Student Theses and Dissertations

Date of Award


Document Type


Degree Name

Doctor of Philosophy (PhD)

RU Laboratory

MacKinnon Laboratory


Eukaryotic K+ channels from the SLO family (SLO1, SLO2 and SLO3) provide a link between intracellular signaling and the electrical activity of a cell. The opening and closing (gating) of the three different SLO homologs is controlled by the synergistic action of membrane voltage and specific intracellular cues: Ca2+ binding in SLO1, Na+ binding in SLO2 and pH increase in SLO3. It is known that intracellular signals activate SLO channels by acting on the large cytoplasmic domains (CTDs) of these proteins, which follows the transmembrane ionconduction pore. However, a molecular description of the mechanisms of intracellular gating in SLO channels is still lacking. In this thesis, I present biochemical, structural and functional studies aiming at understanding how the activity of SLO1 and SLO3 channels is controlled by intracellular Ca2+ binding and pH increase, respectively. First, I describe recombinant methods for the large-scale expression and purification of functional SLO channels, paving the way for a more complete biochemical and structural analysis of these proteins. Then, I report the crystal structures of the large cytoplasmic domains (CTDs) from two different SLO1 channels. Structures of the Ca2+-bound CTDs from human and zebrafish SLO1 channels define the precise molecular architecture of SLO1’s Ca2+-sensing module: CTDs from the four subunits of a tetrameric SLO1 channel assemble in a so-called gating ring structure at the intracellular face of the membrane. In conjunction with other studies, these results describe how Ca2+ binding affects the conformation of one layer of the SLO1 gating ring, which can explain the Ca2+-driven opening of SLO1’s ion conduction pore. Next, I present the crystal structure of the human SLO3 gating ring. A comparison with the SLO1 structures suggests that the hSLO3 structure represents the open conformation of the hSLO3 gating ring. Finally, I describe functional mutagenesis studies on the mouse SLO3 ortholog, which reveal a possible mechanism for pH sensing in the mouse SLO3 channel. Surprisingly, the mechanism I propose appears not to be conserved in SLO3 channels from other species. This could be a dramatic example of how new functional mechanisms can easily evolve within the very versatile scaffold of a gating ring structure. Altogether, the results presented in this thesis provide a molecular framework to understand the mechanisms of intracellular gating in SLO channels.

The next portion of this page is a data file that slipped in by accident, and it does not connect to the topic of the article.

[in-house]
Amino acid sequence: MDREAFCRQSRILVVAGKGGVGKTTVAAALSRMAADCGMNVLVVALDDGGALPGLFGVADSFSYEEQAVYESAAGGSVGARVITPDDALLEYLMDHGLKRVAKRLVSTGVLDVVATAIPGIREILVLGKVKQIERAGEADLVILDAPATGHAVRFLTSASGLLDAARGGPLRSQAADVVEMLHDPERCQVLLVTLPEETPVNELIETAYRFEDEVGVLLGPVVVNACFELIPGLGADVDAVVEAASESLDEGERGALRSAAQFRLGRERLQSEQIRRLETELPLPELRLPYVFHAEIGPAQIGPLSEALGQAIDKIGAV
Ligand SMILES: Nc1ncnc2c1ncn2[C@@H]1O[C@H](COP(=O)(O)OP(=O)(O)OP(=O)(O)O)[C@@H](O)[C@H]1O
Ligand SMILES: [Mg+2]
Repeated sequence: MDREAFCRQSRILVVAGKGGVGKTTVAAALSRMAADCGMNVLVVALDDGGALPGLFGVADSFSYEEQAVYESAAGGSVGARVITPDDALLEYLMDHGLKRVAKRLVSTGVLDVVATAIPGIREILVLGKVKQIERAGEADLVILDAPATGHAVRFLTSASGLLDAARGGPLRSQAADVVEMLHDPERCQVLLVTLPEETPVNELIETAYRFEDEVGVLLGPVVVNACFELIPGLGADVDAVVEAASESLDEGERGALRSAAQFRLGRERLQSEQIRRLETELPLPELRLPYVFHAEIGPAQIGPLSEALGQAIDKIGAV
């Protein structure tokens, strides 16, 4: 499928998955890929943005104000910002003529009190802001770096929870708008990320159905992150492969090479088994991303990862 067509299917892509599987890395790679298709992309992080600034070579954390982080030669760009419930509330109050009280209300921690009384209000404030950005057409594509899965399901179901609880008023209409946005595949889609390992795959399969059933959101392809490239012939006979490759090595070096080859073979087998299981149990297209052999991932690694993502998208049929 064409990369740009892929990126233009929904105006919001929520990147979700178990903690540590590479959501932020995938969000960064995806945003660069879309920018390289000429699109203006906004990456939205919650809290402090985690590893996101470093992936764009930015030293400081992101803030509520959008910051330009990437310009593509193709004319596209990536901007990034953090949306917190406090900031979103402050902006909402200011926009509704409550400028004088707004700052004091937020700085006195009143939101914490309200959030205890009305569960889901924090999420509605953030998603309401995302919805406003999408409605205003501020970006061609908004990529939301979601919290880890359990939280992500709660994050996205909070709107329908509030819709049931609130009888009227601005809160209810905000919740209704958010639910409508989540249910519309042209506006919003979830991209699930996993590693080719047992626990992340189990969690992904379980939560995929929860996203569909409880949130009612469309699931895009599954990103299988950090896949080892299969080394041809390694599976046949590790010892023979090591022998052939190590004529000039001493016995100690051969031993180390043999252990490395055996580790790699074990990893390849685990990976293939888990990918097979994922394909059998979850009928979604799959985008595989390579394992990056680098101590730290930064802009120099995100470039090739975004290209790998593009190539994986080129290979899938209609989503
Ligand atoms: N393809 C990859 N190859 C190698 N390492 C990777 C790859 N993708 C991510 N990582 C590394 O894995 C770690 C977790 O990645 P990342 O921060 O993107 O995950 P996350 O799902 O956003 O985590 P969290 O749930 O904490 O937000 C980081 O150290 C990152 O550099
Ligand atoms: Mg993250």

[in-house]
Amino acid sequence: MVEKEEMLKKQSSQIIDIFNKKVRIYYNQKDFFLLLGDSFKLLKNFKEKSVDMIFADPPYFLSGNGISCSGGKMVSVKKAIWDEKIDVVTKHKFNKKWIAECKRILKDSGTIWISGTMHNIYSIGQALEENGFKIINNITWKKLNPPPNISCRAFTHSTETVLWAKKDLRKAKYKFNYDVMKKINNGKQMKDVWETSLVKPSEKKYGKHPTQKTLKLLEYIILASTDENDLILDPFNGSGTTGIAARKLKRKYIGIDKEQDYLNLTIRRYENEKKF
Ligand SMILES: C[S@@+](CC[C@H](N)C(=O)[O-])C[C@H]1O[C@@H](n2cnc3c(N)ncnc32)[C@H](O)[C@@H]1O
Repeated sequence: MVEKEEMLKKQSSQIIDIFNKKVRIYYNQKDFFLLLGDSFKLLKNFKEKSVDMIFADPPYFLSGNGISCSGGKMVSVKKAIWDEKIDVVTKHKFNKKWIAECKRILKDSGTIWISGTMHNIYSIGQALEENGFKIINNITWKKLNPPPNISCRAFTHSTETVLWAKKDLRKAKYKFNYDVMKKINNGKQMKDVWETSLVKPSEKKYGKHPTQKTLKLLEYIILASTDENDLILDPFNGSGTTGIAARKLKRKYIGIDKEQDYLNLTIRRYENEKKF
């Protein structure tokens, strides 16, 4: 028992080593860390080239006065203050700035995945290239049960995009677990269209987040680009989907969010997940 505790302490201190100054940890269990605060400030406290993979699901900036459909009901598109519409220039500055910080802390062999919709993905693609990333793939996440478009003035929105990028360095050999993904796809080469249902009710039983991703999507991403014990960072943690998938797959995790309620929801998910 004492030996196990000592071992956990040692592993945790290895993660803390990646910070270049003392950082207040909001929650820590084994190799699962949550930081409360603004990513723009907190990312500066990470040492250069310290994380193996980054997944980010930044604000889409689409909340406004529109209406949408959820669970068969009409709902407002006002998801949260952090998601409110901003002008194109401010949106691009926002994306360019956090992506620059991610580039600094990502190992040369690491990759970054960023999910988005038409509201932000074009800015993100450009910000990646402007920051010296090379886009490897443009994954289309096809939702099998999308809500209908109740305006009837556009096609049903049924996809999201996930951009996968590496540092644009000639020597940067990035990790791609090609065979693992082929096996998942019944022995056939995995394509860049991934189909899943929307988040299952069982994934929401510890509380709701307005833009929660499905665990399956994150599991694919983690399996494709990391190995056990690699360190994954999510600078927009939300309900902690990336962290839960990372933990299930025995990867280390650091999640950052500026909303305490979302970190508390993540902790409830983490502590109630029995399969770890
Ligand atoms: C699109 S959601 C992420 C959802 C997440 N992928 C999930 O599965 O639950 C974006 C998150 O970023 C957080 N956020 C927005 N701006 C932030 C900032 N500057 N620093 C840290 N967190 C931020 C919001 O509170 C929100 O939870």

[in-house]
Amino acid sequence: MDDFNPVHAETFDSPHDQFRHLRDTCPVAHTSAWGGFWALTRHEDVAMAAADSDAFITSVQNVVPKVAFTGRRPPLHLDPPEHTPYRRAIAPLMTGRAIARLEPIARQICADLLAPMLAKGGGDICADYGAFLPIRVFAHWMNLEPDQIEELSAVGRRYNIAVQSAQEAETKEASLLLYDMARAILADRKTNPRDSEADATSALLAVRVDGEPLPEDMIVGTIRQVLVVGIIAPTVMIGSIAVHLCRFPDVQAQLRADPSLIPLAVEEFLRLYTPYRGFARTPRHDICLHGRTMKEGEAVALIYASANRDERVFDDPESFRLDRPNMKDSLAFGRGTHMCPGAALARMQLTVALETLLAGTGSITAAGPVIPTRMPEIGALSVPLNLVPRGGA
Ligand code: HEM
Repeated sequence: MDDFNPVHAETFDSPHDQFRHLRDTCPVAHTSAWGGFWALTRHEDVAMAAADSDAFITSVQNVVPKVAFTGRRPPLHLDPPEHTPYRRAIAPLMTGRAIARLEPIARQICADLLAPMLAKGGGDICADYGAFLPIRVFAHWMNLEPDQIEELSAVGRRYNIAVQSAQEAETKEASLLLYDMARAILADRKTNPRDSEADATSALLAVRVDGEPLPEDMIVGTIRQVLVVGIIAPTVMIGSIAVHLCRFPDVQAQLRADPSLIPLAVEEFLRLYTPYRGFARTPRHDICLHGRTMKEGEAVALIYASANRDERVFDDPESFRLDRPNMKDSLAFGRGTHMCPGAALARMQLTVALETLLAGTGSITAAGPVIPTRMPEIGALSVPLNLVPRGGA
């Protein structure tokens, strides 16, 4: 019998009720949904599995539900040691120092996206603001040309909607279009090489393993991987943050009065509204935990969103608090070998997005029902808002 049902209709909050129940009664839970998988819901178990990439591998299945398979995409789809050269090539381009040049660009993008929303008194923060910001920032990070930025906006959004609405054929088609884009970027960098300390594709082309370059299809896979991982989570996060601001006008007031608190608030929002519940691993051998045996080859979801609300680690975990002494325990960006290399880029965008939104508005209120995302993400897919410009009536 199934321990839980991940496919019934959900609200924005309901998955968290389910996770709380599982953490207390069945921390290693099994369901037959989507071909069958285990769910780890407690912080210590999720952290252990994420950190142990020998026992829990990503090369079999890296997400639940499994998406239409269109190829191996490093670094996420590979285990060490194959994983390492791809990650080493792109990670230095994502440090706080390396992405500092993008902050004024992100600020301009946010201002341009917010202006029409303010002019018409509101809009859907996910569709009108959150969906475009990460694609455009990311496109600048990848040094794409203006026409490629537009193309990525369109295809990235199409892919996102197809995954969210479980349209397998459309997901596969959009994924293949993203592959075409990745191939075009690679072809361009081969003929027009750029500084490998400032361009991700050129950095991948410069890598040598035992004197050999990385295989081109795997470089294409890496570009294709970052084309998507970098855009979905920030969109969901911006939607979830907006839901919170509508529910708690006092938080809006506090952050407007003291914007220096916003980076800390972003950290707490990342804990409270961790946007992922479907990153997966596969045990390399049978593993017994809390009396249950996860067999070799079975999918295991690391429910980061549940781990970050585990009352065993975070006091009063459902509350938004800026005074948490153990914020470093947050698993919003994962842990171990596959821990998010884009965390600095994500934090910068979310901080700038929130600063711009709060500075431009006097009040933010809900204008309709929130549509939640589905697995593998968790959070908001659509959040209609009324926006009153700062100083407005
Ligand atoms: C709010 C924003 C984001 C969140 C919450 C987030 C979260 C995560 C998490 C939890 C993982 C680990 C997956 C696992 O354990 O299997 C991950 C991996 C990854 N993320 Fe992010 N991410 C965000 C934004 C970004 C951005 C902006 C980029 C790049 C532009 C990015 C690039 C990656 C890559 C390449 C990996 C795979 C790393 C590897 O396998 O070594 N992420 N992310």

A Thesis Presented to the Faculty of The Rockefeller University in Partial Fulfillment of the Requirements for the degree of Doctor of Philosophy

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